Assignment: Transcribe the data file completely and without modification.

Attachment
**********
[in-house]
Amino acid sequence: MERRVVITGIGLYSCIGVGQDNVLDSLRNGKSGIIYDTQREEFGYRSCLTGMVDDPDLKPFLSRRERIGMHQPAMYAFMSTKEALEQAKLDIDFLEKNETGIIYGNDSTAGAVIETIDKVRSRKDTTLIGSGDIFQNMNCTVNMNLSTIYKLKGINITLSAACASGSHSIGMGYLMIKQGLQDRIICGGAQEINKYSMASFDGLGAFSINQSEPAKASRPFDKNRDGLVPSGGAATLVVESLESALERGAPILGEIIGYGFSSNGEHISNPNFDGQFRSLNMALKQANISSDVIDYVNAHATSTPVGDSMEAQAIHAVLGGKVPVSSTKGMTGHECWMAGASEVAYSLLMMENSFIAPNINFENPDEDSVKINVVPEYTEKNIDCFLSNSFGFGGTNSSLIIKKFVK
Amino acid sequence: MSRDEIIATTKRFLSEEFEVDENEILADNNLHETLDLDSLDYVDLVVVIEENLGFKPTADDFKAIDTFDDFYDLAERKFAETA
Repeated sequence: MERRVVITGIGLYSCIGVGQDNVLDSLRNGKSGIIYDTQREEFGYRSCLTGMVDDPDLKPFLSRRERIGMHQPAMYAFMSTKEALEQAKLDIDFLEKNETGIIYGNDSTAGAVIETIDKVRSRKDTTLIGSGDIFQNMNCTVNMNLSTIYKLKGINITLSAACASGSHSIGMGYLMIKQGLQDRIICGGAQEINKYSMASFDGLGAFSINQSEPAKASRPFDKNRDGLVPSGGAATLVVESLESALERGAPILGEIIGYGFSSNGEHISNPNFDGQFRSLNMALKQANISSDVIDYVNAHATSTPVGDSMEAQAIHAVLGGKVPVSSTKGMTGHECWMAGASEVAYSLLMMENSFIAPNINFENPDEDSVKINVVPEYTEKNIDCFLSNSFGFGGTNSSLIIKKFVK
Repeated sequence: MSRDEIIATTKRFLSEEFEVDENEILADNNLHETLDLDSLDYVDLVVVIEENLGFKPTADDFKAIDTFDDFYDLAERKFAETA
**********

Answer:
[in-house]
Amino acid sequence: MERRVVITGIGLYSCIGVGQDNVLDSLRNGKSGIIYDTQREEFGYRSCLTGMVDDPDLKPFLSRRERIGMHQPAMYAFMSTKEALEQAKLDIDFLEKNETGIIYGNDSTAGAVIETIDKVRSRKDTTLIGSGDIFQNMNCTVNMNLSTIYKLKGINITLSAACASGSHSIGMGYLMIKQGLQDRIICGGAQEINKYSMASFDGLGAFSINQSEPAKASRPFDKNRDGLVPSGGAATLVVESLESALERGAPILGEIIGYGFSSNGEHISNPNFDGQFRSLNMALKQANISSDVIDYVNAHATSTPVGDSMEAQAIHAVLGGKVPVSSTKGMTGHECWMAGASEVAYSLLMMENSFIAPNINFENPDEDSVKINVVPEYTEKNIDCFLSNSFGFGGTNSSLIIKKFVK
Amino acid sequence: MSRDEIIATTKRFLSEEFEVDENEILADNNLHETLDLDSLDYVDLVVVIEENLGFKPTADDFKAIDTFDDFYDLAERKFAETA
Repeated sequence: MERRVVITGIGLYSCIGVGQDNVLDSLRNGKSGIIYDTQREEFGYRSCLTGMVDDPDLKPFLSRRERIGMHQPAMYAFMSTKEALEQAKLDIDFLEKNETGIIYGNDSTAGAVIETIDKVRSRKDTTLIGSGDIFQNMNCTVNMNLSTIYKLKGINITLSAACASGSHSIGMGYLMIKQGLQDRIICGGAQEINKYSMASFDGLGAFSINQSEPAKASRPFDKNRDGLVPSGGAATLVVESLESALERGAPILGEIIGYGFSSNGEHISNPNFDGQFRSLNMALKQANISSDVIDYVNAHATSTPVGDSMEAQAIHAVLGGKVPVSSTKGMTGHECWMAGASEVAYSLLMMENSFIAPNINFENPDEDSVKINVVPEYTEKNIDCFLSNSFGFGGTNSSLIIKKFVK
Repeated sequence: MSRDEIIATTKRFLSEEFEVDENEILADNNLHETLDLDSLDYVDLVVVIEENLGFKPTADDFKAIDTFDDFYDLAERKFAETA